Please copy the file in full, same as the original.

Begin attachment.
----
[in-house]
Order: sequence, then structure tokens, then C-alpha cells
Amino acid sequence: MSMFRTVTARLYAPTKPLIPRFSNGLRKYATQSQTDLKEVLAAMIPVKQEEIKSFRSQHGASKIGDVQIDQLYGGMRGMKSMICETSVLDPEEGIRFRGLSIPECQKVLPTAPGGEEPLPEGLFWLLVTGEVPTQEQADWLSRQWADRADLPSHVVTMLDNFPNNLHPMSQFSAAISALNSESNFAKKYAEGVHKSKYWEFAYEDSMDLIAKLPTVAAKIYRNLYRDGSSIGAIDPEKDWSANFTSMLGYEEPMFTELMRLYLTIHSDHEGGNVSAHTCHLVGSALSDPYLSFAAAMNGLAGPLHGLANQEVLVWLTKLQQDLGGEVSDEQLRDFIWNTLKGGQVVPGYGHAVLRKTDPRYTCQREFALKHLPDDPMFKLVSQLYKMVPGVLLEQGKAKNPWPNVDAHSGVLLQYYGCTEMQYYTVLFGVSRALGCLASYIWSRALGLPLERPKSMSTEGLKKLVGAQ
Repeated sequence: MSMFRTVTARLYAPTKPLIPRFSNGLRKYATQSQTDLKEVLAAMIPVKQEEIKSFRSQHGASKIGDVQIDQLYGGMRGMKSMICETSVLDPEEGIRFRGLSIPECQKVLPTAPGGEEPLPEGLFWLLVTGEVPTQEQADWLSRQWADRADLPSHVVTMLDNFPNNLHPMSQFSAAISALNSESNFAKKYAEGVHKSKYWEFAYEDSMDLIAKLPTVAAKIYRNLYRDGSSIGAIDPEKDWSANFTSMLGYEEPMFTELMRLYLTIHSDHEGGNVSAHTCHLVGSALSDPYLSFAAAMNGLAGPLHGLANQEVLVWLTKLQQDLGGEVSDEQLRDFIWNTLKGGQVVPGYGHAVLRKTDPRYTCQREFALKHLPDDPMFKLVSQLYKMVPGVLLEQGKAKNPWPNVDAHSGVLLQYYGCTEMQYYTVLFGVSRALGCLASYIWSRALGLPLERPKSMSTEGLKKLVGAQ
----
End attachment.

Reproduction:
[in-house]
Order: sequence, then structure tokens, then C-alpha cells
Amino acid sequence: MSMFRTVTARLYAPTKPLIPRFSNGLRKYATQSQTDLKEVLAAMIPVKQEEIKSFRSQHGASKIGDVQIDQLYGGMRGMKSMICETSVLDPEEGIRFRGLSIPECQKVLPTAPGGEEPLPEGLFWLLVTGEVPTQEQADWLSRQWADRADLPSHVVTMLDNFPNNLHPMSQFSAAISALNSESNFAKKYAEGVHKSKYWEFAYEDSMDLIAKLPTVAAKIYRNLYRDGSSIGAIDPEKDWSANFTSMLGYEEPMFTELMRLYLTIHSDHEGGNVSAHTCHLVGSALSDPYLSFAAAMNGLAGPLHGLANQEVLVWLTKLQQDLGGEVSDEQLRDFIWNTLKGGQVVPGYGHAVLRKTDPRYTCQREFALKHLPDDPMFKLVSQLYKMVPGVLLEQGKAKNPWPNVDAHSGVLLQYYGCTEMQYYTVLFGVSRALGCLASYIWSRALGLPLERPKSMSTEGLKKLVGAQ
Repeated sequence: MSMFRTVTARLYAPTKPLIPRFSNGLRKYATQSQTDLKEVLAAMIPVKQEEIKSFRSQHGASKIGDVQIDQLYGGMRGMKSMICETSVLDPEEGIRFRGLSIPECQKVLPTAPGGEEPLPEGLFWLLVTGEVPTQEQADWLSRQWADRADLPSHVVTMLDNFPNNLHPMSQFSAAISALNSESNFAKKYAEGVHKSKYWEFAYEDSMDLIAKLPTVAAKIYRNLYRDGSSIGAIDPEKDWSANFTSMLGYEEPMFTELMRLYLTIHSDHEGGNVSAHTCHLVGSALSDPYLSFAAAMNGLAGPLHGLANQEVLVWLTKLQQDLGGEVSDEQLRDFIWNTLKGGQVVPGYGHAVLRKTDPRYTCQREFALKHLPDDPMFKLVSQLYKMVPGVLLEQGKAKNPWPNVDAHSGVLLQYYGCTEMQYYTVLFGVSRALGCLASYIWSRALGLPLERPKSMSTEGLKKLVGAQ